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“Bite-Size Bits of Local, National, and Global History”
“Bite-Size Bits of Local, National, and Global History”
Maidens in Goochland County, Virginia — The American South (Mid-Atlantic)
 

Early Transportation on the James River

 
 
Early Transportation on the James River Marker image. Click for full size.
By Bernard Fisher, August 8, 2015
1. Early Transportation on the James River Marker
Inscription. The James River has served as a major water highway since before the settlement of Jamestown. As early as 1728, Atkinsonís Ferry transported people and goods across the river. Today, Maidens Bridge is located not far away from where the ferry operated.

Batteau boats, some up to 60 feet in length, were designed to carry twelve hogsheads (very large wooden barrels) of tobacco downstream to Richmond to be sold at the market. For many batteaux, the trip to Richmond was one-way; with some dashed to pieces in a rapid or dismantled for lumber in Richmond. Most likely, only a third of the boats would be poled back upriver to bring the crew home with supplies shipped from outside the colony.

Batteaux were still used on many of the smaller rivers, and in some cases, used until the twentieth century. African-American slaves often navigated the bateaux and canal boats, also provided the labor for the construction of the canal.
 
Erected by Friends of Goochland Parks.
 
Location. 37° 39.955′ N, 77° 53.271′ W. Marker is in Maidens, Virginia, in Goochland County. Marker can be reached from Maidens Loop west of Maidens Road (U.S. 522), on the left when traveling west. Touch for map. Located in Tucker
History of the James River and Kanawha Canal image. Click for full size.
August 8, 2015
2. History of the James River and Kanawha Canal
1791-Construction of the James River & Kanawha Canal
1824-Canal construction extends to Maidens
1851-Construction completed, totaling 196 miles
1880-Canal assets were sold to the Richmond and Allegheny Railway Company, with the tracks laid along the original towpath.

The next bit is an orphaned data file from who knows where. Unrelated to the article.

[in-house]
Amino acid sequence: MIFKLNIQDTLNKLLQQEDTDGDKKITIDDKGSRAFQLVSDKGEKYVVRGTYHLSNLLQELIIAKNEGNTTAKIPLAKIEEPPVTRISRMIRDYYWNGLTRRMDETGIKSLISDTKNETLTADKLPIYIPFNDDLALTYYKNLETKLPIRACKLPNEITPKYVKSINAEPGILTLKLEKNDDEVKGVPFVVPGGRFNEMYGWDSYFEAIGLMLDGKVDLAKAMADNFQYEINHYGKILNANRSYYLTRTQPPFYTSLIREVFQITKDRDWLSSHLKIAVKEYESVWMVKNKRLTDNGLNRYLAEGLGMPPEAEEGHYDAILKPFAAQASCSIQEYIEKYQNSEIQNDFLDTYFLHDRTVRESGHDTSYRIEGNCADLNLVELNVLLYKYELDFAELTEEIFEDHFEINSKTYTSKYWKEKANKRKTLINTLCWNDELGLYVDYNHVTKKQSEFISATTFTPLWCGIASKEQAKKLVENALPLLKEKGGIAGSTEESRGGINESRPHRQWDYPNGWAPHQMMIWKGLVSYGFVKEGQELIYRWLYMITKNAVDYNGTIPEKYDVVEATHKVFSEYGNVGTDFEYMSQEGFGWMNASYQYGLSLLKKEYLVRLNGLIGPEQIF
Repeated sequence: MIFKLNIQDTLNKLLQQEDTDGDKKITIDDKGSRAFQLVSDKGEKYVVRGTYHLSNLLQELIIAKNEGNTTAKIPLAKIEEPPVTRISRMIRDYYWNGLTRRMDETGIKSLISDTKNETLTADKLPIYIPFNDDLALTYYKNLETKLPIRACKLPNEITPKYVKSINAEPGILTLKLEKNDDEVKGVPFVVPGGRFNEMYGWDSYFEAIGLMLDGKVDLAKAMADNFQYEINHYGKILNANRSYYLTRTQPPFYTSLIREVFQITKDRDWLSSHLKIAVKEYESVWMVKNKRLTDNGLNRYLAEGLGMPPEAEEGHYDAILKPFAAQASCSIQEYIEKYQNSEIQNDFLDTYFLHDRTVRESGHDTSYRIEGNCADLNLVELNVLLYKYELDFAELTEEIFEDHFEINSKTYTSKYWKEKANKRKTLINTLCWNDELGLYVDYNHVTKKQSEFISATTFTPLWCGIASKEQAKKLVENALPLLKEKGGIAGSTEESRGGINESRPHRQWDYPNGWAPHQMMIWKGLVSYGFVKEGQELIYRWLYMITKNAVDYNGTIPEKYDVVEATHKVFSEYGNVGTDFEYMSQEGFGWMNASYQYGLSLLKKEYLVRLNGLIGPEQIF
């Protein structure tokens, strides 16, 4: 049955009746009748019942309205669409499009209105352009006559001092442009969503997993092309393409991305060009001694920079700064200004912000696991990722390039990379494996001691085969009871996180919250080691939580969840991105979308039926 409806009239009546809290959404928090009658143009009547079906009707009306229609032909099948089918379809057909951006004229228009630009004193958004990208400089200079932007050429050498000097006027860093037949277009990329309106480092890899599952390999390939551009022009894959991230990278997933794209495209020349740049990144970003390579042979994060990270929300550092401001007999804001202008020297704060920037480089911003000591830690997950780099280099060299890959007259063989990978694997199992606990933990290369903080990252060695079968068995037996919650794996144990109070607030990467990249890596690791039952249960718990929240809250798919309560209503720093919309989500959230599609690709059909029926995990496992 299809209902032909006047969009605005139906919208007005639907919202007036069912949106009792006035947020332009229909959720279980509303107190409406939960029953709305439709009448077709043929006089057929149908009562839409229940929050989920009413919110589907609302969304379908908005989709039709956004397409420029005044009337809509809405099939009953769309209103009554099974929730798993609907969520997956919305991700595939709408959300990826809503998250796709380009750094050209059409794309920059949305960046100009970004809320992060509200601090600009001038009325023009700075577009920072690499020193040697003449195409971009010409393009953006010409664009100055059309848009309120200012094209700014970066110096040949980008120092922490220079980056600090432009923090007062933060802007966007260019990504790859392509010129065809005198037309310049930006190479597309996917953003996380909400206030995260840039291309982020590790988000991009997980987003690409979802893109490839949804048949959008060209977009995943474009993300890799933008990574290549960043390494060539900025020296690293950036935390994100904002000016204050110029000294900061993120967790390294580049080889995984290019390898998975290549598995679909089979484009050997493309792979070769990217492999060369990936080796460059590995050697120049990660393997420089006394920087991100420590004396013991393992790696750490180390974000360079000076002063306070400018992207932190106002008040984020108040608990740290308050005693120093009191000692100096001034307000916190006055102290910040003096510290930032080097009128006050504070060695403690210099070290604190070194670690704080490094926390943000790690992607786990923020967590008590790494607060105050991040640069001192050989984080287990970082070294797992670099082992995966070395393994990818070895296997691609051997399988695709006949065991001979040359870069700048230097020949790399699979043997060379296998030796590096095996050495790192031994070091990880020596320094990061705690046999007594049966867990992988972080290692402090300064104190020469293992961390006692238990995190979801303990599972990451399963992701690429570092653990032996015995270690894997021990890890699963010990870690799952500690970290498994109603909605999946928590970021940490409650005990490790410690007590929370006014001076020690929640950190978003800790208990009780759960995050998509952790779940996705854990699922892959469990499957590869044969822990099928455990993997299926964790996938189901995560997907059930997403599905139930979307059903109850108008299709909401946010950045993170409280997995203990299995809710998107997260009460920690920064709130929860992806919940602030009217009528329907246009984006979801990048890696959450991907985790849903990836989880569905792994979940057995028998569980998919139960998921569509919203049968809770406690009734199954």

Park at Maidens Crossing. Marker is in this post office area: Maidens VA 23102, United States of America.
 
Other nearby markers. At least 8 other markers are within 4 miles of this marker, measured as the crow flies. Maidens Adventure Hotel (about 300 feet away, measured in a direct line); Maidens, Virginia (approx. ľ mile away); Michaux Grant (approx. 0.7 miles away); Goochland Courthouse (approx. 1.1 miles away); Goochland County Courthouse (approx. 1.2 miles away); Monocan Indians Village of Pineville (Michaux) (approx. 1.4 miles away); Beaverdam Episcopal Church (approx. 2Ĺ miles away); The 1936 Virginia Prison Recordings (approx. 3.1 miles away). Touch for a list and map of all markers in Maidens.
 
Also see . . .  Tucker Park at Maidens Crossing. (Submitted on August 8, 2015.)
 
Categories. Industry & CommerceWaterways & Vessels
 
Early Transportation on the James River Marker image. Click for full size.
August 8, 2015
3. Early Transportation on the James River Marker
Design details for the batteaux were basically unknown until 1983 when excavators uncovered the old canal basin during the construction of the James Center in Richmond. Buried in the silt were batteaux intact enough to inspire accurate replicas. The history of the batteau is celebrated with an annual summer trip from Lynchburg to Maidens. The boats pictured above are from the annual James River Batteaux Festival in 1985 (left) and 2014 (right).
Early Transportation on the James River Marker image. Click for full size.
August 8, 2015
4. Early Transportation on the James River Marker
Packet boats (or canal boats) like the one depicted here were pulled upstream by mules along the towpath. Passengers rode atop the boat, while freight was carried below. Canal boats made for safer, efficient, and reliable transportation of people and goods, as they used mules to pull the upriver and were not at the mercy of currents and rocks. pulled
Early Transportation on the James River Marker image. Click for full size.
By Bernard Fisher, August 8, 2015
5. Early Transportation on the James River Marker
 
 
Credits. This page was last revised on June 16, 2016. This page originally submitted on August 8, 2015, by Bernard Fisher of Mechanicsville, Virginia. This page has been viewed 254 times since then and 66 times this year. Photos:   1. submitted on August 8, 2015, by Bernard Fisher of Mechanicsville, Virginia.   2, 3. submitted on August 8, 2015.   4, 5. submitted on August 8, 2015, by Bernard Fisher of Mechanicsville, Virginia.
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